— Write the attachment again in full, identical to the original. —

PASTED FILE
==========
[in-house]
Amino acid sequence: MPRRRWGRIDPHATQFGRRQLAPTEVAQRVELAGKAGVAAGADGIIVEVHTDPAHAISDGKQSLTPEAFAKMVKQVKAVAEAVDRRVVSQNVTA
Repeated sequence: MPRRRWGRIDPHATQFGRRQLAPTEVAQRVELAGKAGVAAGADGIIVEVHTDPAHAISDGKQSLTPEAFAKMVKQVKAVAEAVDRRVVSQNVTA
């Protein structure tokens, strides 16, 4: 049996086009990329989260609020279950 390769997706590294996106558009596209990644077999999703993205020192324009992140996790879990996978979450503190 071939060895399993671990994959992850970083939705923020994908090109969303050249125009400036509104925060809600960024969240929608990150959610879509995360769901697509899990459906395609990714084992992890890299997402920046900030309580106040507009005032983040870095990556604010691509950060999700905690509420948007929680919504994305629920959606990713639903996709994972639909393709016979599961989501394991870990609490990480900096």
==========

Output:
[in-house]
Amino acid sequence: MPRRRWGRIDPHATQFGRRQLAPTEVAQRVELAGKAGVAAGADGIIVEVHTDPAHAISDGKQSLTPEAFAKMVKQVKAVAEAVDRRVVSQNVTA
Repeated sequence: MPRRRWGRIDPHATQFGRRQLAPTEVAQRVELAGKAGVAAGADGIIVEVHTDPAHAISDGKQSLTPEAFAKMVKQVKAVAEAVDRRVVSQNVTA
């Protein structure tokens, strides 16, 4: 049996086009990329989260609020279950 390769997706590294996106558009596209990644077999999703993205020192324009992140996790879990996978979450503190 071939060895399993671990994959992850970083939705923020994908090109969303050249125009400036509104925060809600960024969240929608990150959610879509995360769901697509899990459906395609990714084992992890890299997402920046900030309580106040507009005032983040870095990556604010691509950060999700905690509420948007929680919504994305629920959606990713639903996709994972639909393709016979599961989501394991870990609490990480900096």